Letters

Letters 04-14-14

Benishek Inching

Regarding “Benishek No Environmentalist” I agree with Mr. Powell’s letter to the editor/ opinion of Congressman Dan Benishek’s poor environmental record and his penchant for putting corporate interests ahead of his constituents’...

Climate Change Warning

Currently there are three assaults on climate change. The first is on the integrity of the scientists who support human activity in climate change. Second is that humans are not capable of affecting the climate...

Fed Up About Roads

It has gotten to the point where I cringe when I have to drive around this area. There are areas in Traverse City that look like a war zone. When you have to spend more time viewing potholes instead on concentrating on the road, accidents are bound to happen...

Don’t Blame the IRS

I have not heard much about the reason for the IRS getting itself entangled with the scrutiny of certain conservative 501(c) groups (not for profit) seeking tax exemption. Groups seeking tax relief must be organizations that are operated “primarily for the purpose of bringing about civic betterment and social improvements.”


Home · Articles · News · Music · Chamber Music North
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Chamber Music North

Ross Boissoneau - June 16th, 2008
What do you do when you retire? Maybe relax, kick back in the hammock, play a round or two of golf.
Or, if you’re classically trained cellist Debra Fayroian of the Detroit Symphony Orchestra, move to the Grand Traverse area and start a new music series.
“The goal’s simple,” said Fayroian. “Great chamber music in the Grand Traverse area. I want to enhance what is already here.”
In her mind, “what is already here” includes an appreciative audience ready for great music and venues perfect for chamber music. Those venues include concert halls, churches, and other community buildings in towns across the region.
Fayroian sees her role and that of the music she’s championing as something that can have a positive effect on all those who partake of it. “Great chamber music enhances the quality of life,” she said.
Fayroian should know. In addition to her work with the DSO, for the last three years she has been music director for the Manitou Music Festival. While she enjoyed the opportunity to bring a variety of music to the area, Chamber Music North gives her the chance to do so exclusively with her first love, chamber music.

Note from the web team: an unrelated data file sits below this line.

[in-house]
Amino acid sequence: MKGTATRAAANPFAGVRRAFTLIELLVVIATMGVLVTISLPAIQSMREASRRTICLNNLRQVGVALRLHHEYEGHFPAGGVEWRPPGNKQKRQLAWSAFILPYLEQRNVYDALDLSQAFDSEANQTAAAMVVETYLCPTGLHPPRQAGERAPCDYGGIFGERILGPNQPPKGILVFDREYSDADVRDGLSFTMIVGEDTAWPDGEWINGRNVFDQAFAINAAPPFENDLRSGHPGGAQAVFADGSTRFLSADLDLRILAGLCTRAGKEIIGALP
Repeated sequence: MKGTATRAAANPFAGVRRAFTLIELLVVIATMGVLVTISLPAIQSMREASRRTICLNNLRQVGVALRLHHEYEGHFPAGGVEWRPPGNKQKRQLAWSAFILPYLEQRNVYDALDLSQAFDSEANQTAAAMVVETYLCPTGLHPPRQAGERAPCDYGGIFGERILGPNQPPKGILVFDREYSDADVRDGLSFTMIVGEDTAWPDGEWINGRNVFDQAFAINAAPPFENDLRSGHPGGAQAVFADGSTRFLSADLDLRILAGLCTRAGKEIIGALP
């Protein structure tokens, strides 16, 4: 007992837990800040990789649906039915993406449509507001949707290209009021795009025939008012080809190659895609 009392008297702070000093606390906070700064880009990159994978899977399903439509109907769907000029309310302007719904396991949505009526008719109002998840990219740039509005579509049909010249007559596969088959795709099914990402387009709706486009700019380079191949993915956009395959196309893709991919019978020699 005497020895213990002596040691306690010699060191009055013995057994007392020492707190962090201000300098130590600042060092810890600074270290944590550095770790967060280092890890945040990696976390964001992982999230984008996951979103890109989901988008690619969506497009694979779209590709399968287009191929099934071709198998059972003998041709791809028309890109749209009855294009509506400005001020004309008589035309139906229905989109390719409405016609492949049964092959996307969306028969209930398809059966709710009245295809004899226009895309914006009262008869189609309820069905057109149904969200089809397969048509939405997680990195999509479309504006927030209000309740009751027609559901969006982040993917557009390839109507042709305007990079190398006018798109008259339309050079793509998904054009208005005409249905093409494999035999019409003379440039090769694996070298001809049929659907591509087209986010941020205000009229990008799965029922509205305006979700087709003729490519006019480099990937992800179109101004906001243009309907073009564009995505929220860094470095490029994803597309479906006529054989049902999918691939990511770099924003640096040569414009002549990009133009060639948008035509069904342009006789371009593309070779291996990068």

A LITTLE MENDELSSOHN
For Traverse City audiences, their next opportunity to enhance life comes on June 22 at Milliken Auditorium, when Fayroian is joined by Annie Chanex Boyle on violin, Steve Larson on piano, and soprano Nicole Philibosian. They will be performing the music of Felix Mendelssohn at Milliken Auditorium, part of the “Sundays at Three” series.
The eclectic New Music Detroit performs there as part of the series on July 6. Gina DiBello, violin; Ian Ding, percussion; Adrienne Rnmark, violin; Erik Rnmark, saxophone; and Robert Tye, electric guitar, will play Karen Tanaka’s “Nightbird,” for saxophone & electronics; Steve Reich’s “Violin Phase,” a classic work of early minimalist phase music; and works by John Cage and Andrew Rzewski.
Those eschewing the big city will have their chance too. The Village Series takes chamber music to outlying areas for evening shows. On June 20, the brass quintet Brassissimo! will perform at the Glen Lake Community Reformed Church, while the Mendelssohn show will be repeated there in September. Two towns south, the Mills Community House in Beulah will host the woodwind group Trio Soufflage (bassoon, flute and oboe), augmented by a guest clarinetist, on July 20. On August 3, Duo Diorama, consisting of violinist Minghuan Xu and pianist Winston Choi, will perform there.

YEAR-ROUND
Favroian is excited to present the variety of shows in the different settings. “I’ve found a new neighborhood with an appetite for premier chamber music,” she said. “Right now it’s still in its infancy. After a year of presenting concerts, we’ll see. I think the growth will be slow and certain.”
Unlike other concert programs, Fayroian says she intends to make Chamber Music North a permanent, year-round program. “We’re getting the support of some great venues, great restaurants for receptions. The Grand Traverse Regional Foundation has been a great partner. Interlochen Public Radio has done interviews.”
But Fayroian isn’t content to merely host concerts. She wants to take the music to all levels. “We want to work with the schools, hold master classes and clinics. Music can accelerate learning,” she said.

For additional information, including dates, venue locations and tickets, log onto chambermusicnorth.com.
 
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